To each of these 3 radii, we then add 100, 200, and 300 nmi to account for historic uncertainty in the forecasted track. This guideline is based on the NHC’s records over the past 10 years of past errors in forecast track location. The track locations are actually more precise than this in recent years, and indeed getting better continually, but the uncertainty in intensity and size of the forecasted systems remains more of a challenge and hence the larger safety zones.
Furthermore, this guideline as presented is for tropical systems that are fueled from the warm water below them. Once a storm moves out of the tropics and becomes extratropical, it begins to gain energy from a much broader source—the temperature difference between cool northern air and warmer southern air masses. When this happens the system can quickly become much larger and more intense. This is precisely what happened with the transition between Hurricane Sandy and “Superstorm Sandy.” It got much larger, with a much broader band of strong winds and high seas.
This one became known in the media as a “superstorm” (not a defined meteorological term) because that transition took place at a time that was uniquely favorable to enhanced extratropical development. Extratropical storms on the surface are strongly influenced by the wind patterns in the upper atmosphere, and this one just happened to move north at the worst possible time—not only for enhancement, but for a forced turn to the west, rather than the more normal route to the east. This, however, was not a surprise. This storm was indeed a testimony to the skill of modern numerical weather prediction, which had accounted for these effects. They were included in the forecasts as shown by the examples here.
In short, we should not look at The 34-kt Rule and The Mariner’s 1-2-3 Rule as an over-conservative guideline. It was spot on in the case of Sandy, with tragic consequences for the Bounty.
In this storm, it was well forecasted that the hurricane would turn extratropical, expand, and intensity, so the 34-kt Rule alone blocked off essentially all of the coastal waters before even applying the 1-2-3 Rule. The 1-2-3 Rule showed how far out to sea the risk extended and remained valuable in the waters off Florida for several days. Figure 3 shows this extra caution was justified.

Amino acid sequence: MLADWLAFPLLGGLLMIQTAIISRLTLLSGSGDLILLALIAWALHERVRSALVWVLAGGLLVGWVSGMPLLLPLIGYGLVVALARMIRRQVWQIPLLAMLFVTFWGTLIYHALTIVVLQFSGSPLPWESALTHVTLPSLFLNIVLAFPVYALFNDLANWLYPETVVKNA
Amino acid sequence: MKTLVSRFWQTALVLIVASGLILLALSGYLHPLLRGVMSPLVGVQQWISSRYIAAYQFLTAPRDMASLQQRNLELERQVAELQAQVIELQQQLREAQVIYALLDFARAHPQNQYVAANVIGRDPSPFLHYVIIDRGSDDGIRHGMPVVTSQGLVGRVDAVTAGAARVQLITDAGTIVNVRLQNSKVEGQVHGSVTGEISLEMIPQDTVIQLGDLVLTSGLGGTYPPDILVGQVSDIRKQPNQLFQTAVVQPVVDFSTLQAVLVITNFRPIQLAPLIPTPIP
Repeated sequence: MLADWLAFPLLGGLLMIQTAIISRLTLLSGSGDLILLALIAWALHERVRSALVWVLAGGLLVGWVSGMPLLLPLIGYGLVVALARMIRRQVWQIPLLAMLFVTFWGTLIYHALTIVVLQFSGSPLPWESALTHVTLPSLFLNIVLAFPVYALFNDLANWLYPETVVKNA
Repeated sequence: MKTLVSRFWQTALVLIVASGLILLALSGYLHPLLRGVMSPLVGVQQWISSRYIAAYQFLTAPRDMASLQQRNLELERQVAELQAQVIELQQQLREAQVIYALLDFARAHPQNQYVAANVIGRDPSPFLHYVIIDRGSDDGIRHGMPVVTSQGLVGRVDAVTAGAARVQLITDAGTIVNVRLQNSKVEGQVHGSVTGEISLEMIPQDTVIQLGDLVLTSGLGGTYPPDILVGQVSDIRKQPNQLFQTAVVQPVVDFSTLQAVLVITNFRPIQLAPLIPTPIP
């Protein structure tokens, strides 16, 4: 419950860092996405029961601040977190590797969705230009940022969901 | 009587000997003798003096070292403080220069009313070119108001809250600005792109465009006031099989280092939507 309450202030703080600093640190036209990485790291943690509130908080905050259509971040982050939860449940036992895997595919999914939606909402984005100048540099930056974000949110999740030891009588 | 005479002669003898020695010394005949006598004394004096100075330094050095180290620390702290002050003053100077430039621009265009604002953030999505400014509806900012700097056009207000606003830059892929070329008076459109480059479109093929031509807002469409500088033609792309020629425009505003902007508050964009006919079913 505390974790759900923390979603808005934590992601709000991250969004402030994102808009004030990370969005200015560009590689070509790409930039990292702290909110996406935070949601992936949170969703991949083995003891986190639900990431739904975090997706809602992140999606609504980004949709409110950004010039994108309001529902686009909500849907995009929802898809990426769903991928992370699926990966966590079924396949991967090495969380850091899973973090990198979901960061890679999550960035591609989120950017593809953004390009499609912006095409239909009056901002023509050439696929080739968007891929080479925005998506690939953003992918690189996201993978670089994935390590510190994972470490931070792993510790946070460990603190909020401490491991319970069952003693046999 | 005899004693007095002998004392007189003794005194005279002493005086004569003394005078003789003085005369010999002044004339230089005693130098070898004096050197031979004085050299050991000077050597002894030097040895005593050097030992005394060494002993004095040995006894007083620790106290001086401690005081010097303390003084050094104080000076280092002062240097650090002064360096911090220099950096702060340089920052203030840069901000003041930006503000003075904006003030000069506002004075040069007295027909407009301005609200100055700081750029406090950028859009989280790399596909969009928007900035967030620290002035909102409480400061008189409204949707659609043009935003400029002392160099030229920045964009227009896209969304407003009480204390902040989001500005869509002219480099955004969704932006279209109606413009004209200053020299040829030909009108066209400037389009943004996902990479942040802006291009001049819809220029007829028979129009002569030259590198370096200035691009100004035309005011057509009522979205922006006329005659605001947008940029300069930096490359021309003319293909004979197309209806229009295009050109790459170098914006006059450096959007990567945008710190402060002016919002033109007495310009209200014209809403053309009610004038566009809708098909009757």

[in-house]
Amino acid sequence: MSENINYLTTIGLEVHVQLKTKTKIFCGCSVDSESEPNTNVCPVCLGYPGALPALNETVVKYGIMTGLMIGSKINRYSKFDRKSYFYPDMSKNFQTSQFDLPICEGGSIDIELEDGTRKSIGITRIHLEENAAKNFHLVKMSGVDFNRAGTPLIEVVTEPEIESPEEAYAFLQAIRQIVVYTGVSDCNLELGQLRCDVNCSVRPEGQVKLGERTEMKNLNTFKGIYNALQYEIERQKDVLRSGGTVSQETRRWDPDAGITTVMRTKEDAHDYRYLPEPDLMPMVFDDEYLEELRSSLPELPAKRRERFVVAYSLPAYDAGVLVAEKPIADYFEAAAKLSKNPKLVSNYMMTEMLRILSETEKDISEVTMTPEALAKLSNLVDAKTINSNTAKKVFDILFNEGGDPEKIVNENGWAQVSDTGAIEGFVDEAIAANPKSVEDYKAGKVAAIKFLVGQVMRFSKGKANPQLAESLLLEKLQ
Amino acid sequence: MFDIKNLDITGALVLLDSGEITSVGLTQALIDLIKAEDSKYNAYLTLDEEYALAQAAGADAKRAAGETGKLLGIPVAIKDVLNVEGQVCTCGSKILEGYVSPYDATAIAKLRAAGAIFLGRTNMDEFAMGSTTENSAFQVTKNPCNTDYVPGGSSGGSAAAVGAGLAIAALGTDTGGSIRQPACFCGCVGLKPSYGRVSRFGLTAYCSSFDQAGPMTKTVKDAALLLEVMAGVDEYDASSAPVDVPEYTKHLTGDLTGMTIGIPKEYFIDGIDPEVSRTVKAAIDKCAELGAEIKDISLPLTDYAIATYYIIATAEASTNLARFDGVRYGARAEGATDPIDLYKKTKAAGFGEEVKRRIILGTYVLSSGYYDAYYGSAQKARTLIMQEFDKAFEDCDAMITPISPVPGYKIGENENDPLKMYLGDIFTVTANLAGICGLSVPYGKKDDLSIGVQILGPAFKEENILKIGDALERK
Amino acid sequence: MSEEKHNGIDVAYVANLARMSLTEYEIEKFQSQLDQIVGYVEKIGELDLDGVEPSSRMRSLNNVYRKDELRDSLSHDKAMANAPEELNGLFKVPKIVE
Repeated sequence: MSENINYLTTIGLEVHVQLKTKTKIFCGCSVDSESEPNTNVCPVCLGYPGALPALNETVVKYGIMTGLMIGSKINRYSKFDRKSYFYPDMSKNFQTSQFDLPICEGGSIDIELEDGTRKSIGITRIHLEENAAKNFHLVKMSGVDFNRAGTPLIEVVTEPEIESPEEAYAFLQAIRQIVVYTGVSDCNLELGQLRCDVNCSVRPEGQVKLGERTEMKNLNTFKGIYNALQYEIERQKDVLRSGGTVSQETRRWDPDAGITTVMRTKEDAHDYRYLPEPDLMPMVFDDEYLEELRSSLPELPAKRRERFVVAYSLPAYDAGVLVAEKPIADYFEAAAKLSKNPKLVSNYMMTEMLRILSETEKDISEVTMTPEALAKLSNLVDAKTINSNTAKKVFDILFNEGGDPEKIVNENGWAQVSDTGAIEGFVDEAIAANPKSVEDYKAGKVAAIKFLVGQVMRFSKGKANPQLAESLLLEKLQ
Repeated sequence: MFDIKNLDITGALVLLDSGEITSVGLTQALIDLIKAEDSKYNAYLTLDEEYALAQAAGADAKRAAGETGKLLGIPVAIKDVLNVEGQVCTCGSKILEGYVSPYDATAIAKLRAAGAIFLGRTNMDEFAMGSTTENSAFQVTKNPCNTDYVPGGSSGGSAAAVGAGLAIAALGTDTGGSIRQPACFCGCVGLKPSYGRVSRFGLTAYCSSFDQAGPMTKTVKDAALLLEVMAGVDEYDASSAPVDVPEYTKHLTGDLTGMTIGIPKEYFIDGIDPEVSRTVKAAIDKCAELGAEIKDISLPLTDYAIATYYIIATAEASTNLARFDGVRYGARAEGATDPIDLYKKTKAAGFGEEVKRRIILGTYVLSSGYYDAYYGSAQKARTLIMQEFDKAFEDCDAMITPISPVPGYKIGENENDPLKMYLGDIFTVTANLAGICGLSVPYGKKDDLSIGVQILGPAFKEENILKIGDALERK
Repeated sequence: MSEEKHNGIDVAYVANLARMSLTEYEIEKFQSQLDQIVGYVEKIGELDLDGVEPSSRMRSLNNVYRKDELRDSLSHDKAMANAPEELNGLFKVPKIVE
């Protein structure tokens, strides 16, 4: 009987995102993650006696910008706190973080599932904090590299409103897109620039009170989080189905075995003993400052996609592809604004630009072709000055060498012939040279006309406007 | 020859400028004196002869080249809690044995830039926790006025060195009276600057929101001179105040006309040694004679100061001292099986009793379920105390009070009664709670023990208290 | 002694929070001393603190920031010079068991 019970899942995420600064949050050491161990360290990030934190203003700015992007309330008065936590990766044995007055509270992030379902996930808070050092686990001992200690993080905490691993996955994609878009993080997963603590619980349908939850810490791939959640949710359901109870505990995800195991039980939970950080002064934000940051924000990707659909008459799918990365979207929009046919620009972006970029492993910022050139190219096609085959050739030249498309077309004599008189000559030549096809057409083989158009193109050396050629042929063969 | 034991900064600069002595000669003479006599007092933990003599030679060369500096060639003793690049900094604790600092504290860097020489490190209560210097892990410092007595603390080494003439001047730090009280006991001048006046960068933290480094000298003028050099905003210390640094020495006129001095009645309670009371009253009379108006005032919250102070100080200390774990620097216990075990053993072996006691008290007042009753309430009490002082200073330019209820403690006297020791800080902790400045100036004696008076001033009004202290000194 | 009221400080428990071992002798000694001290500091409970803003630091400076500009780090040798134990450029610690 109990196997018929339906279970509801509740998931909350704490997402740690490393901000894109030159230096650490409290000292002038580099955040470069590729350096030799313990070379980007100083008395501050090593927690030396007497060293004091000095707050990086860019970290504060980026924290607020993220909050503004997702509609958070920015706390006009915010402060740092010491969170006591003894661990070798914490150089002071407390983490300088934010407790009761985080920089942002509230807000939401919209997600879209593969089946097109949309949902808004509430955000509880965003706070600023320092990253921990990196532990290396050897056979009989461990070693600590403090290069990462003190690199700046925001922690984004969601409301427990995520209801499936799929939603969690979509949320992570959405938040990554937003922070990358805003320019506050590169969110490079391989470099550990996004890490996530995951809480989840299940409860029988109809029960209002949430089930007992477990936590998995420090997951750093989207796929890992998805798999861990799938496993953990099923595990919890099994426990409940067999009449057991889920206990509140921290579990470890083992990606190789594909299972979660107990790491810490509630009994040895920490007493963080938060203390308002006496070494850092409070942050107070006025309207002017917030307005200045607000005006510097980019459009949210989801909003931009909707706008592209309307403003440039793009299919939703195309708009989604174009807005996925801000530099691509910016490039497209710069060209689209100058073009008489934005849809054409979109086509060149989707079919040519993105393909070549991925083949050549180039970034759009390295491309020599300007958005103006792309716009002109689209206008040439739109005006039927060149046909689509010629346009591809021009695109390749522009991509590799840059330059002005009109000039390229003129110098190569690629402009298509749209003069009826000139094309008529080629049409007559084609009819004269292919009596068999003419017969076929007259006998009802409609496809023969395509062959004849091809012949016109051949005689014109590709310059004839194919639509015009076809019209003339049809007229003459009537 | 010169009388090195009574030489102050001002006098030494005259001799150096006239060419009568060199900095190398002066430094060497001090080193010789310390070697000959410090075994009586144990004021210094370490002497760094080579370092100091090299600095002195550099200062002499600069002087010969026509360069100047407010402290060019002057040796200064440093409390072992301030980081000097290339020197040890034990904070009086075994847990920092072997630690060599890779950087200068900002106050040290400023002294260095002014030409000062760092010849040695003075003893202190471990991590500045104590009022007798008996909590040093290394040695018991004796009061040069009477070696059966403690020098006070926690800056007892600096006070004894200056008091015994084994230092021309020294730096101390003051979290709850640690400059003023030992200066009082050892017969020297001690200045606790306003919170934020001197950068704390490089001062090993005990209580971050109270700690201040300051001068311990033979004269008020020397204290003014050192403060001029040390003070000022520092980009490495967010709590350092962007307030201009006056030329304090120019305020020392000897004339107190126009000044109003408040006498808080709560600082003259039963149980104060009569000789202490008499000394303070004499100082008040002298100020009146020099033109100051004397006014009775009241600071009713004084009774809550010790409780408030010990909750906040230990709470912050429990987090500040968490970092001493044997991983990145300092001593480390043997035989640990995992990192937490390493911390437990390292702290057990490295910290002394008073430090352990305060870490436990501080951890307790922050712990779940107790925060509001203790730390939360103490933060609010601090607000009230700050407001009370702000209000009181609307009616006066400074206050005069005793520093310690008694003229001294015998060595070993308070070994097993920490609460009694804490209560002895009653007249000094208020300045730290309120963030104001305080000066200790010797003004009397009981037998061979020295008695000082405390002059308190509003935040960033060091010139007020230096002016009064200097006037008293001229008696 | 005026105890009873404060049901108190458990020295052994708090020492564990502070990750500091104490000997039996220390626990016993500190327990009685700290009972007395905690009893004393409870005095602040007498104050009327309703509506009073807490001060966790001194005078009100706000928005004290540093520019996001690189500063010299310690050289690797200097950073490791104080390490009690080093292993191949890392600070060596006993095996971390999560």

Figure 2 shows the forecast at the time of departure. The inevitability of the encounter with the 34-kt wind field did not diminish with time.
Figure 3. Satellite wind measurements at 1710z on Sunday, Oct 28, 2012. For comparison, the 72-hr forecasted location of the storm for that time made four days earlier on Thursday is shown, along with the 34-kt wind and 50-kt wind radii (not part of either of these rules).
The 50-kt wind field was very well forecasted, and for the most part the 34-kt winds as well. But there were large regions of the ocean beyond that 34-kt radius that had winds well above 34-kt, which shows the value of the 1-2-3 Rule. That rule at 72 hr off calls for a large clearance in such a large storm. For storms within the tropics the 34-kt wind range might not be as large, so maneuvering options could be larger, but tropical storm sizes vary significantly within the tropics.
The NHC website publishes the 1-2-3 Rule boundaries for all storms they track, so watching these online is a good way to get a feeling for how they evolve.
The satellite data here are from the Indian scatterometer OceanSat2 (OSCAT). The European instrument ASCAT is a primary source for this type of data, but it did not have a pass at this time. The sections it did show, confirm that the winds were at least as strong as shown here. We have made a link to all of the scatterometer data along with a convenient way to get ASCAT winds by email at www.starpath.com/ascat.
To see how the 34-kt wind field predictions varied over this period, along with the related probabilities that give some insight into the 1-2-3 Rule, look at this video of the 39-mph winds.
For further information see: